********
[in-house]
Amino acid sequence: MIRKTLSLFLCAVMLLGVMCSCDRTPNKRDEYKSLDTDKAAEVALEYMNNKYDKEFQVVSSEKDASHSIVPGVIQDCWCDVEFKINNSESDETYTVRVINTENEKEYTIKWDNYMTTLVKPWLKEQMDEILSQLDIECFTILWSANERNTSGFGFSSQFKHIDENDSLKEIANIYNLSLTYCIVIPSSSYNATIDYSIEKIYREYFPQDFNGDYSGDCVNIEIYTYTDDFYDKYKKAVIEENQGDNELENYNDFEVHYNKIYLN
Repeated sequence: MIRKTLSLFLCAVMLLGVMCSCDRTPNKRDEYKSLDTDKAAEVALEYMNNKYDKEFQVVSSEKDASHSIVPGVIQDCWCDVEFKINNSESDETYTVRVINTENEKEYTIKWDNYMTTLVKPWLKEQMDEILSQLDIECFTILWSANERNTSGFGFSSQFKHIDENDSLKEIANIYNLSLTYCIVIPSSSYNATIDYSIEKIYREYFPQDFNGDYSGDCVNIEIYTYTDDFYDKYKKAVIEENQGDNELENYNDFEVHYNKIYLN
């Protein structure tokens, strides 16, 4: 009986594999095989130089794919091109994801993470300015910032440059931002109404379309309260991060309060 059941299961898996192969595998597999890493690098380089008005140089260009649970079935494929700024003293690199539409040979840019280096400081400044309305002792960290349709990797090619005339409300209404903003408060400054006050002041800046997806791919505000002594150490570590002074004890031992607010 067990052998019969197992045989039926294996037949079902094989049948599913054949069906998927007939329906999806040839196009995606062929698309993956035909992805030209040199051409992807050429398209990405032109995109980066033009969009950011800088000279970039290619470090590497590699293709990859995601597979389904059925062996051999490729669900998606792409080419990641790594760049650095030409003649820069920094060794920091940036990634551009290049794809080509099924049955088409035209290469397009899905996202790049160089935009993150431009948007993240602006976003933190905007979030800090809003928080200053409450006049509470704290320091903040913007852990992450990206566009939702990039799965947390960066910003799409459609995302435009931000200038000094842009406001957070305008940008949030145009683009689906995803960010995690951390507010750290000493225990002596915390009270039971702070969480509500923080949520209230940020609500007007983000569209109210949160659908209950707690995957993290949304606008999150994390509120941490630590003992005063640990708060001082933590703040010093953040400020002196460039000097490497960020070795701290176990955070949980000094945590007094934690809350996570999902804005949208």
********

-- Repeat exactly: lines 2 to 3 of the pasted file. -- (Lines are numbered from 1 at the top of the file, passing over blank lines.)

Amino acid sequence: MIRKTLSLFLCAVMLLGVMCSCDRTPNKRDEYKSLDTDKAAEVALEYMNNKYDKEFQVVSSEKDASHSIVPGVIQDCWCDVEFKINNSESDETYTVRVINTENEKEYTIKWDNYMTTLVKPWLKEQMDEILSQLDIECFTILWSANERNTSGFGFSSQFKHIDENDSLKEIANIYNLSLTYCIVIPSSSYNATIDYSIEKIYREYFPQDFNGDYSGDCVNIEIYTYTDDFYDKYKKAVIEENQGDNELENYNDFEVHYNKIYLN
Repeated sequence: MIRKTLSLFLCAVMLLGVMCSCDRTPNKRDEYKSLDTDKAAEVALEYMNNKYDKEFQVVSSEKDASHSIVPGVIQDCWCDVEFKINNSESDETYTVRVINTENEKEYTIKWDNYMTTLVKPWLKEQMDEILSQLDIECFTILWSANERNTSGFGFSSQFKHIDENDSLKEIANIYNLSLTYCIVIPSSSYNATIDYSIEKIYREYFPQDFNGDYSGDCVNIEIYTYTDDFYDKYKKAVIEENQGDNELENYNDFEVHYNKIYLN